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American become called cause century CHAP character Chinese Christian church cial civil class struggle common competition cooperation court culture dominant economic elements employers exploitation favor feeling feudal fighting force freedom gain hand Hence hereditary human ideals ideas individual industry instinct institutions interest Japan keep labor land less ligion living marriage matter means ment military mind moral natural nepotism ness never newspaper nomic one's opinion organization party political poor population production profes profession race relations religion religious Roman Roman Empire rule Russia serfs servants sinecurists Slavs social social class social control society spirit square miles standards strike struggle superior tendency Tepanecs thing tion tive trade trade union union vidual Visigoths wealth wergeld women workers young СНАР
Side 476 - I will follow that system of regimen which, according to my ability and judgment, I consider for the benefit of my patients, and abstain from whatever is deleterious and mischievous. I will give no deadly medicine to...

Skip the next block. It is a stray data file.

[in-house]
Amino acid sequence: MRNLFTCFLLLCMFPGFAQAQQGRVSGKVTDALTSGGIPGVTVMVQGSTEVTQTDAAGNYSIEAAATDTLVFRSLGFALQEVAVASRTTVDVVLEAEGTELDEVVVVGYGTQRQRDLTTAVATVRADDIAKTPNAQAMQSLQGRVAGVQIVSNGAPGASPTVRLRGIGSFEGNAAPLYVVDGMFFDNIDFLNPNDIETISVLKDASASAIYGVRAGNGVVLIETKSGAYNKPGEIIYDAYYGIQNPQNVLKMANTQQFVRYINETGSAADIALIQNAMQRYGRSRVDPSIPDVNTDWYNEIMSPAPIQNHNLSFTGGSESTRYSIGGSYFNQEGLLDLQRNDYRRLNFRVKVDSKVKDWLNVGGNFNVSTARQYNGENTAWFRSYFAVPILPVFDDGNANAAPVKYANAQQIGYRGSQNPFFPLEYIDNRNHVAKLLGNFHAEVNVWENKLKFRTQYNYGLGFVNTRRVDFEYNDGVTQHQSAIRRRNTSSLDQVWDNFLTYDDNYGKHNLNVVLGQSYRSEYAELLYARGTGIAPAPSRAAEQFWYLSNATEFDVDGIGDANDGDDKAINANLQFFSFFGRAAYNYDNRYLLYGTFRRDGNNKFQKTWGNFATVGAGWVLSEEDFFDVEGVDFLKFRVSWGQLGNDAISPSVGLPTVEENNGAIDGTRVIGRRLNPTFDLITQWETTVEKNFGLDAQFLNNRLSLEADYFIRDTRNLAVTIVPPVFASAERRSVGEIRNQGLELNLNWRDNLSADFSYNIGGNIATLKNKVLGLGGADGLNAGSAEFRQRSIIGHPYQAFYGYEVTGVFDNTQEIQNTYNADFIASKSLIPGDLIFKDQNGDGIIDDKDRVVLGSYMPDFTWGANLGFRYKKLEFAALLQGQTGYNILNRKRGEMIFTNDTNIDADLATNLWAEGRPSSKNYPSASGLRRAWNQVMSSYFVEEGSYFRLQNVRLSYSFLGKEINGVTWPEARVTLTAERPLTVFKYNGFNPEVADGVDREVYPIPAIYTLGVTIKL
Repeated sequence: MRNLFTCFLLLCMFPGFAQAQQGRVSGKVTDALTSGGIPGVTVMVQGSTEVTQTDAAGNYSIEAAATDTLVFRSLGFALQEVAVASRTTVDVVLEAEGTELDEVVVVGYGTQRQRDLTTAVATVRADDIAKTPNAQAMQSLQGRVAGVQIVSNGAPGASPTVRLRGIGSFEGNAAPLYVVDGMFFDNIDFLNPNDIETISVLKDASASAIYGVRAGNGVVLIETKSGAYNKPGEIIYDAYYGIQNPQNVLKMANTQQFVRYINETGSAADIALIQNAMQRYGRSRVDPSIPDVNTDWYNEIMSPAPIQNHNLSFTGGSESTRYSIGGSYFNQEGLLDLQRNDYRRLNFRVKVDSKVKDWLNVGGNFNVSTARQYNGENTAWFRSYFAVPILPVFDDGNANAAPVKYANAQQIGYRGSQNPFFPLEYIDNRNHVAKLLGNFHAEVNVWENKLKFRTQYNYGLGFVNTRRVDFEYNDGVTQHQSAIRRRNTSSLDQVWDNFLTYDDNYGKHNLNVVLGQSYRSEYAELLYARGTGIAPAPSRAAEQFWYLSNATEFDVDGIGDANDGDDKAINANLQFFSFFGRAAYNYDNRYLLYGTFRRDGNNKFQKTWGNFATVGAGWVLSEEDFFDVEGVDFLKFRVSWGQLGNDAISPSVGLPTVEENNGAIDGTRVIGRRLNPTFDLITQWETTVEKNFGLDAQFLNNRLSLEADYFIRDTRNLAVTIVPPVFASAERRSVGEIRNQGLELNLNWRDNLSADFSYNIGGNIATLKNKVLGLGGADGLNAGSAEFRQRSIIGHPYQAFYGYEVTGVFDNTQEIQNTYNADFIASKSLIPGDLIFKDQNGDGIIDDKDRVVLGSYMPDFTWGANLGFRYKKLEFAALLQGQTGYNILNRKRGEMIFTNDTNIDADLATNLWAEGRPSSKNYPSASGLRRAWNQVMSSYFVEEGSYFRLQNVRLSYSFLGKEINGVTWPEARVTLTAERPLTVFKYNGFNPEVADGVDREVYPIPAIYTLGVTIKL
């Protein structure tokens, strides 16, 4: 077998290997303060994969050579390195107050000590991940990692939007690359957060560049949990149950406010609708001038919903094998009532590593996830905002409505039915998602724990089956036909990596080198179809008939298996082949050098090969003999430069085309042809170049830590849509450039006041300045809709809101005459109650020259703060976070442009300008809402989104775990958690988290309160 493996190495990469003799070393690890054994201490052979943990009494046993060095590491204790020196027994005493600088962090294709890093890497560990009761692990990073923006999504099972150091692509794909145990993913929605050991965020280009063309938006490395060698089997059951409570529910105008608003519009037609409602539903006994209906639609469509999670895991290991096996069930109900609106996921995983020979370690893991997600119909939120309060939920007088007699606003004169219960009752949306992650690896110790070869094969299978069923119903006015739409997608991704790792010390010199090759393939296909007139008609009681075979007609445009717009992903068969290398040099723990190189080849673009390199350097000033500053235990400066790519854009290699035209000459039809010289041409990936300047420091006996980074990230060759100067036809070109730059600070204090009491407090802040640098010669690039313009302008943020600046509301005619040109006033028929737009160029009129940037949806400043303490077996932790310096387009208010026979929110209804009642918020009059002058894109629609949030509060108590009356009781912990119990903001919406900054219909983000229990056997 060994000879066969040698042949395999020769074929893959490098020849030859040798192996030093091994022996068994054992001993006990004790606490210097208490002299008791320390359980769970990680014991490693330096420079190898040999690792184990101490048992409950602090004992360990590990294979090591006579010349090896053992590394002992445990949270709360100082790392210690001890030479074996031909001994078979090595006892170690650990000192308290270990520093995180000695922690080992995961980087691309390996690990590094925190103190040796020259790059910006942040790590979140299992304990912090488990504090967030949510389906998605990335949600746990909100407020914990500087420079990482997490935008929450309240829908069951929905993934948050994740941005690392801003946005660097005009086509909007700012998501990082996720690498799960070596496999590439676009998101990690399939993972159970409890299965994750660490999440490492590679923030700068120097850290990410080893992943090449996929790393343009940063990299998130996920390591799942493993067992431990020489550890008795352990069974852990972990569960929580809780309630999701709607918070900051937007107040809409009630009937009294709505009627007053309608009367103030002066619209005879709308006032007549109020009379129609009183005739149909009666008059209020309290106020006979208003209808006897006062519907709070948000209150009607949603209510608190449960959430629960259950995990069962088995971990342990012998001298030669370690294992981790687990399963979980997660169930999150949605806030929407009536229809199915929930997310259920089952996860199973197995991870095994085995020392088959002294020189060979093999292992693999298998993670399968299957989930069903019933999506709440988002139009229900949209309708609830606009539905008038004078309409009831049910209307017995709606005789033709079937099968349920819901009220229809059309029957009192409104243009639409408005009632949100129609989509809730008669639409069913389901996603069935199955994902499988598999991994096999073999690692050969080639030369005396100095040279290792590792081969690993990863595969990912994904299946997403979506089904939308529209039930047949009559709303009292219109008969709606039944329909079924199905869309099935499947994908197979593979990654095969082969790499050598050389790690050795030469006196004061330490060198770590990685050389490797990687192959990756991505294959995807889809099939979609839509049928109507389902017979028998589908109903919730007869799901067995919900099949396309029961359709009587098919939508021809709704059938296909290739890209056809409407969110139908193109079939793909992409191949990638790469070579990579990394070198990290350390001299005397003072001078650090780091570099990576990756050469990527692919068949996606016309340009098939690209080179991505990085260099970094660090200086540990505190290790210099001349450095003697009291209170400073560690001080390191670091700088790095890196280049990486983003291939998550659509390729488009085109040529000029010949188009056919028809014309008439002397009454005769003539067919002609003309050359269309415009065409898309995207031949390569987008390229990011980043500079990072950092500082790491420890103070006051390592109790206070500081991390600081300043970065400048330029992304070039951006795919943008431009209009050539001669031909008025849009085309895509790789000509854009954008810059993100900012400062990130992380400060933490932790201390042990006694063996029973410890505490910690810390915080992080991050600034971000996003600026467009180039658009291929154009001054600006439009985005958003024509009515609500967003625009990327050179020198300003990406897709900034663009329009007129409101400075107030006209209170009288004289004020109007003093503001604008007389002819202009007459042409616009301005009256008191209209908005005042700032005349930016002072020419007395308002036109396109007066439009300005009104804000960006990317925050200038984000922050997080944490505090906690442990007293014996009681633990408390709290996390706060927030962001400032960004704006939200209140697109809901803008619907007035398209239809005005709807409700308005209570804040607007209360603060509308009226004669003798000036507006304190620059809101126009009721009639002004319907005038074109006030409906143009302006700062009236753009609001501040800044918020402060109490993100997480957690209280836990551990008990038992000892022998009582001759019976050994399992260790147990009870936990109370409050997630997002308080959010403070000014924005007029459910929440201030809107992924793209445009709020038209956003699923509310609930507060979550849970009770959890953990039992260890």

Side 257 - In large bodies the circulation of power must be less vigorous at the extremities. Nature has said it. The Turk cannot govern Egypt, and Arabia, and...
Side 378 - All these put their trust in their hands ; and each becometh wise in his own work. Without these shall not a city be inhabited, and men shall not sojourn nor walk up and down therein.
Side 518 - For he who fights and runs away May live to fight another day ; But he who is in battle slain Can never rise and fight again.
Side 612 - The Puritan hated bearbaiting, not because it gave pain to the bear, but because it gave pleasure to the spectators.
Side 381 - ... in a community regulated only by laws of demand and supply, but protected from open violence, the persons who become rich are, generally speaking, industrious, resolute, proud, covetous, prompt, methodical, sensible, unimaginative, insensitive, and ignorant. The persons who remain poor are the entirely foolish, the entirely wise, the idle, the reckless, the humble, the thoughtful, the dull, the imaginative, the sensitive, the wellinformed, the improvident, the irregularly and impulsively wicked,...
Side 495 - It seeks to do away with classes; to make the best that has been thought and known in the world current everywhere; to make all men live in an atmosphere of sweetness and light, where they may use ideas, as it uses them itself, freely - nourished and not bound by them. This is the social idea; and the men of culture are the true apostles of equality.
Side 666 - Everywhere, these teachers say, "truth" in our ideas and beliefs means the same thing that it means in science. It means, they say, nothing but this, that ideas (which themselves are but parts of our experience...
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